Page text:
Oct 172013
 

peyton-manning-getty

We’ve changed our model a little bit, because we wanted more than one [Super Bowl ring].

So, Jim Irsay decided to diss the man who built his fancy new stadium in Indianapolis. That’s fine. It’s his prerogative to be a complete moron — and to flash that idiocy for the world to see.

Brady never had consistent numbers, but he has three.

I’m not about to get into the “who is the best QB of this generation” argument. Not now, anyway. But if there’s one thing that pisses me off in football analysis more than anything else, it’s the equation of championships with individual greatness. If Super Bowl rings made quarterbacks great, then Trent Dilfer would be a better QB than Dan Marino, Mark Rypien would be superior to Warren Moon, and Jeff Hostetler would rank above Fran Tarkenton.

You make the playoffs 11 times, and you’re out in the first round seven out of 11 times.

Well, gosh, Jim. I suppose there’s no other reason that happened other than Peyton Manning not being the Bestest Quarterback He Could Be. It couldn’t be the team (and its owner) emphasized “Star Wars” offensive numbers and failed to recognize that, even in this pass-happy environment, you need a defense to win championships, could it?

Here’s a quick look at those eleven Colts playoff teams:

Year Record PF PA Pyth% Result SB Pyth%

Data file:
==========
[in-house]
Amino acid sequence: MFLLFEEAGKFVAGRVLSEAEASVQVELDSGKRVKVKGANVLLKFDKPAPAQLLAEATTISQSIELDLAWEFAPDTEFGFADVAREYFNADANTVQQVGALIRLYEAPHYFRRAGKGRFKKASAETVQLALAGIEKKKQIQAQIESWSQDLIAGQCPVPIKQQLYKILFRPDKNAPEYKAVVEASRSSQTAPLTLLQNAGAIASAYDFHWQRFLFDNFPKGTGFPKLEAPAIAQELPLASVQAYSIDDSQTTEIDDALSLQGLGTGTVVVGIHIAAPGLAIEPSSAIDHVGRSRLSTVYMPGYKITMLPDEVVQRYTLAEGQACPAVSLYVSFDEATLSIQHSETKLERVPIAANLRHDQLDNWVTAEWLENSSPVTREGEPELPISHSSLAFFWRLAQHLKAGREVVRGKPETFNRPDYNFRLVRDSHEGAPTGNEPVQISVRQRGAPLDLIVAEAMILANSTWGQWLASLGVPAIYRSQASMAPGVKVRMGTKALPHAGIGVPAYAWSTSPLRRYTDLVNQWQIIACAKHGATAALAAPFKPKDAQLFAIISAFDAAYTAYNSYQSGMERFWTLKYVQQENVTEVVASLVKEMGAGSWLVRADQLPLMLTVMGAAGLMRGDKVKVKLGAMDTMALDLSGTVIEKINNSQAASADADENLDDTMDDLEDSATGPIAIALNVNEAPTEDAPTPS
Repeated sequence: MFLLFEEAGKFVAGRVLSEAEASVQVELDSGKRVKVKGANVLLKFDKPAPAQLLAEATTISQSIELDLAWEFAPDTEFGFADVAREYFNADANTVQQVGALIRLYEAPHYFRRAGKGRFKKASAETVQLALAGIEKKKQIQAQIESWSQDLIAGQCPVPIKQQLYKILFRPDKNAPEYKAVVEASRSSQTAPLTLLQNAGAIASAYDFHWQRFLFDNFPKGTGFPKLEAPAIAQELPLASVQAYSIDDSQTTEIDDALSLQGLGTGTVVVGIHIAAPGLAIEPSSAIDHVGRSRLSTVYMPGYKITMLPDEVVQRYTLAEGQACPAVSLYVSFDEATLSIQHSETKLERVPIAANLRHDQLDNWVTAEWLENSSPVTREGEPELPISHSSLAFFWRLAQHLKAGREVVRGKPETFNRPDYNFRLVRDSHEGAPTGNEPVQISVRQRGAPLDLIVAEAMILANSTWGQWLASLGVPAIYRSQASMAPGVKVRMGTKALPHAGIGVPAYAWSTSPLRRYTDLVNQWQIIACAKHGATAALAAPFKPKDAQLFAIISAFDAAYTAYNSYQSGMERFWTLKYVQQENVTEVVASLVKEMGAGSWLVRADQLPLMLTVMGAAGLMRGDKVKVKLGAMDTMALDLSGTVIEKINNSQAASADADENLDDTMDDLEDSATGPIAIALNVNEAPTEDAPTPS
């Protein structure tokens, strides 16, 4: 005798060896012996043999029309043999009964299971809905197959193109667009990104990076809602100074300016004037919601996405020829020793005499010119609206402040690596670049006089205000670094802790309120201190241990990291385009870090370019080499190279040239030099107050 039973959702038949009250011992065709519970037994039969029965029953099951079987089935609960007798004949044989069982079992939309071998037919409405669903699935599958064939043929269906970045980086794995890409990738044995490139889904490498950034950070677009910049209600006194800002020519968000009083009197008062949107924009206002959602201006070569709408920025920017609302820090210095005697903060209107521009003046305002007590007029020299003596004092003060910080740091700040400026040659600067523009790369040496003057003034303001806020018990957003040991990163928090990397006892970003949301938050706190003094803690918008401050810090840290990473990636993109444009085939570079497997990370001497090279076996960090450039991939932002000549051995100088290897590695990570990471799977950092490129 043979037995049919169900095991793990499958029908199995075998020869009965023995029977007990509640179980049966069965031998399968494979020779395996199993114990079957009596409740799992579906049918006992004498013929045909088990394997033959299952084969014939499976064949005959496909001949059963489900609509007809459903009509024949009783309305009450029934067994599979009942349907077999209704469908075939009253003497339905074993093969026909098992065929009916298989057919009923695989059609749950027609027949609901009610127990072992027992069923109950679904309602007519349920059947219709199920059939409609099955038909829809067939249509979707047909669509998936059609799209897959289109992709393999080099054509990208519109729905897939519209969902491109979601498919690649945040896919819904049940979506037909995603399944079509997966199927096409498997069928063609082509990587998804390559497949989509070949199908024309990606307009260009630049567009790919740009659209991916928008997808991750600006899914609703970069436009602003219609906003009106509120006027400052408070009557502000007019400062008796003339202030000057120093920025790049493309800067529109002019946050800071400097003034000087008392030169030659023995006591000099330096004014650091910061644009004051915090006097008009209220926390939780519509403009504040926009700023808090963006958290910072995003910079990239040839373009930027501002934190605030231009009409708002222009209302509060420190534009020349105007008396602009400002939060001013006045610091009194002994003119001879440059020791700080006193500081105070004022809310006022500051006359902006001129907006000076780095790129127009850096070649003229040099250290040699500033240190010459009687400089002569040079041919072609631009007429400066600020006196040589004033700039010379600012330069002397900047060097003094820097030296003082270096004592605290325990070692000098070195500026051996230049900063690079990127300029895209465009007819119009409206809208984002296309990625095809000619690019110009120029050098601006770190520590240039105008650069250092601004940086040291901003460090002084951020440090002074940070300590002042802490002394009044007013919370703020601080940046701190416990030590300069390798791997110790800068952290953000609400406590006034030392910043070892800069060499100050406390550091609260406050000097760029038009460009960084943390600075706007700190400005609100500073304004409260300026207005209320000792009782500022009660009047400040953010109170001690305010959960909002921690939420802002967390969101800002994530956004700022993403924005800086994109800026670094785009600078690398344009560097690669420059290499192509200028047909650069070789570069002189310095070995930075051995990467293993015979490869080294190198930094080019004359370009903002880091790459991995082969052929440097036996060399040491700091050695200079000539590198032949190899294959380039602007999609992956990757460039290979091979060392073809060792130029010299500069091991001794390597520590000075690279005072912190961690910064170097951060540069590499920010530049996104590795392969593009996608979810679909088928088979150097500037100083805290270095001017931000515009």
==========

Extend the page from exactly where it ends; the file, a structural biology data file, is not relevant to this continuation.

1999 13-3 423 333 63.8 Lost Divisional 86.3
2000 10-6 429 326 65.7 Lost Wild Card 84.0
2002 10-6 349 313 56.4 Lost Wild Card 79.4
2003 12-4 447 336 66.3 Lost Conference 71.1
2004 12-4 522 351 71.9 Lost Divisional 77.4
2005 14-2 439 247 79.6 Lost Divisional 72.6
2006 12-4 427 360 60.0 Won Super Bowl 60.0
2007 13-3 450 262 78.3 Lost Divisional 53.6
2008 12-4 377 298 63.6 Lost Wild Card 74.0
2009 14-2 416 307 67.3 Lost Super Bowl 72.2
2010 10-6 435 388 56.7 Lost Wild Card 75.7

 

Notice anything? I’ll give you a hint: those Indianapolis teams weren’t “great”. They averaged a Pythagorean Expectation (PE) of 66.3% — somewhere between 10-6 and 11-5. Better than most, but not consistently championship-worthy. Don’t believe me? Look at that last column, showing the PE of the eventual NFL Champion. Only twice did the Colts’ PE exceed that of the Super Bowl winner: in 2005, when the Colts had a slight 7% edge on Pittsburgh, and in 2007, when New York stunnned the Patriots (whose PE was a whopping 85.6%).

Looking more closely, we can see why the Colts weren’t as good as the Super Bowl winners. In the ten seasons they failed to win it all, the Colts scored an average of 429 points (7% more than the champions), while giving up an average of 316 points (26% more than the champions). The Colts outscored the champions in 8 out of those 10 years, but gave up more points than the champions in 7 of those 10 years (again, that includes 2007, when the Giants won the Super Bowl despite giving up 351 points).